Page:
Thanks again.
mm
Alan F. (Guest)
on 2006-03-24 16:48
meltman wrote:
> Alan F. wrote:
>> You seem to be querying a slightly odd way.   If Colour has_many
>> EntryColours, you should be able to say @colour.entry_colours.each{ |ec|
>> ...}  Can you ?
>
> Indeed I probably can (code not in front of me right now), or at least I
> should be. I'm relatively new to this whole Rails thing, and that
> certainly would be a much easier way to do the query.
>
>> Silly Question, perhaps, but is there a reason you're specifically
>> avoiding  has_and_belongs_to_many ?
>
> Hahaha, no, and I probably should be using it since the queries are
> certainly easier. Like I said, pretty new to the whole Rails thing, and

Aha! :-)  Then life's about to get easier.

So, here goes...

table: colours (id, name)
table: entries (id, name)
table: colours_entries (colour_id, entry_id)

note its important the the two names in the join table be in alpha order
for rails automagic to work...entries_colours won't work.

model: Colour, has_and_belongs_to_many :entries
model: Entry, has_and_belongs_to_many :colours

You can now do:

red = Colour.find(1)
red.entries.each{ |entry| entry.do_something }

or
entry = Entry.find(1}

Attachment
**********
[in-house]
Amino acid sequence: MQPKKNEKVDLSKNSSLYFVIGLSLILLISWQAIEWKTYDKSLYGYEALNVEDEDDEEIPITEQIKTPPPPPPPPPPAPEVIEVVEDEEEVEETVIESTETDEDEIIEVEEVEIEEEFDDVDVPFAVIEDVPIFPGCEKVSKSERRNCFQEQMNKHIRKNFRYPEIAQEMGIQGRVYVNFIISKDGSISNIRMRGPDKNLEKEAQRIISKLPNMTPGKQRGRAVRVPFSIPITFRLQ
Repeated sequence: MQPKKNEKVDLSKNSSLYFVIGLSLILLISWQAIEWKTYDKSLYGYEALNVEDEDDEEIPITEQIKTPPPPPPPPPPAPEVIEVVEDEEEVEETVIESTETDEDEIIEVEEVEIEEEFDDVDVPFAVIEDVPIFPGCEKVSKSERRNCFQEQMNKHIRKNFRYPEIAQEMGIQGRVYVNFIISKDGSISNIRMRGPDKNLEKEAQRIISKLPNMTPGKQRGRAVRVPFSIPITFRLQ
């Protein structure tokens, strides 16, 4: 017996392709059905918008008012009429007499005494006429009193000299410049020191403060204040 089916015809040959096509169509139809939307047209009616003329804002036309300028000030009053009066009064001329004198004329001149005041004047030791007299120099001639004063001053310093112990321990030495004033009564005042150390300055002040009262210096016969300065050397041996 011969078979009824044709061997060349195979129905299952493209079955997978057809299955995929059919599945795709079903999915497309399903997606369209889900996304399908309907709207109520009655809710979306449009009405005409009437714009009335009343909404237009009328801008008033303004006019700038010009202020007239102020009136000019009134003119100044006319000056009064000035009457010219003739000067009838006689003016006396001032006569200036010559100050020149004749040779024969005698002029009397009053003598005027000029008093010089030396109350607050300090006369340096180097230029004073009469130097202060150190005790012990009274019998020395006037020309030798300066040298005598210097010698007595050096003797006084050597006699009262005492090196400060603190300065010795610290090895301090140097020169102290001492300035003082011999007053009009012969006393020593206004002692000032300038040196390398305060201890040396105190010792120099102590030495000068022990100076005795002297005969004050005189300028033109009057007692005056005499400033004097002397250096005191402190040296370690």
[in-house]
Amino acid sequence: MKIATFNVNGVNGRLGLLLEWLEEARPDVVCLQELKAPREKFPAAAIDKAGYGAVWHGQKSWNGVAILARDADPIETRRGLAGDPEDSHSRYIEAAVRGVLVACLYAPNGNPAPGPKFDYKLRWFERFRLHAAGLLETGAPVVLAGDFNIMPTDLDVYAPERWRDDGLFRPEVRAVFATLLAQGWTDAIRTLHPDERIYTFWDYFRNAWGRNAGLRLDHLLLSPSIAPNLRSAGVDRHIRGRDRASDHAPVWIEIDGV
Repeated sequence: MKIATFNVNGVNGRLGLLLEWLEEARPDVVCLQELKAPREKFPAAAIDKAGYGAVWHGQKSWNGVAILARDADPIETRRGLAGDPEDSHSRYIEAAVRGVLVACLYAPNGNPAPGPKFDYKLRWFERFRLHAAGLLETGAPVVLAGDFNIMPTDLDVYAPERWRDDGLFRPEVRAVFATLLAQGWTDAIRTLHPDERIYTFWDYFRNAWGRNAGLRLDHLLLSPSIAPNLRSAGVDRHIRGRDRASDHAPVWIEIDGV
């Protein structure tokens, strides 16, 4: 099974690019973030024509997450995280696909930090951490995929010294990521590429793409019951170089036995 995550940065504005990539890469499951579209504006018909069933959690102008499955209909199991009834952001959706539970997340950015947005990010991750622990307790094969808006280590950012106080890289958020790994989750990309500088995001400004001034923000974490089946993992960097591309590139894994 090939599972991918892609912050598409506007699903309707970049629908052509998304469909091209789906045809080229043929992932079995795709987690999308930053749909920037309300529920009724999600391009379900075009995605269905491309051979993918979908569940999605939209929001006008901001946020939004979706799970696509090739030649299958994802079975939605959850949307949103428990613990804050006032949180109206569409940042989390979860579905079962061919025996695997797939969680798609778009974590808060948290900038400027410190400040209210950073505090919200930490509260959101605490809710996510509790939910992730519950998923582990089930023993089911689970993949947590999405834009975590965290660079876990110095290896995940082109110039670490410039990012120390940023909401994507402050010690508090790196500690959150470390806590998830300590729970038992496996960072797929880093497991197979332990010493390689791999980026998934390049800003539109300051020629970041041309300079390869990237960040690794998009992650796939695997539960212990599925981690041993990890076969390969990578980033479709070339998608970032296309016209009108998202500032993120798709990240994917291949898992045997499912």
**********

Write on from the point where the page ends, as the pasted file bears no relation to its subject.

entry.colours.each{ |colour| colour.do_something }

You can go from entry to color back to entry again..

entry.colours.each{ |colour| colour.entries.name }

For more info, see
http://www.slash7.com/cheats/activerecord_cheatsheet.pdf

Alan
meltman (Guest)
on 2006-03-24 16:54
Alan F. wrote:
> Aha! :-)  Then life's about to get easier.

Indeed it has!

> note its important the the two names in the join table be in alpha order
> for rails automagic to work...entries_colours won't work.

Oh my god! Alpha order! Man, is that documented somewhere?!

> model: Colour, has_and_belongs_to_many :entries
> model: Entry, has_and_belongs_to_many :colours

Oh man, so much easier, so you don't even *need* the intermediate model
anymore....

I swear, every day Rails gets better and better.

Thanks so much for the help!

mm
Alan F. (Guest)
on 2006-03-24 17:35
meltman wrote:
> Alan F. wrote:
>> Aha! :-)  Then life's about to get easier.
>
> Indeed it has!
>
>> note its important the the two names in the join table be in alpha order
>> for rails automagic to work...entries_colours won't work.
>
> Oh my god! Alpha order! Man, is that documented somewhere?!
>

Indeed it is!
http://rails.rubyonrails.com/classes/ActiveRecord/...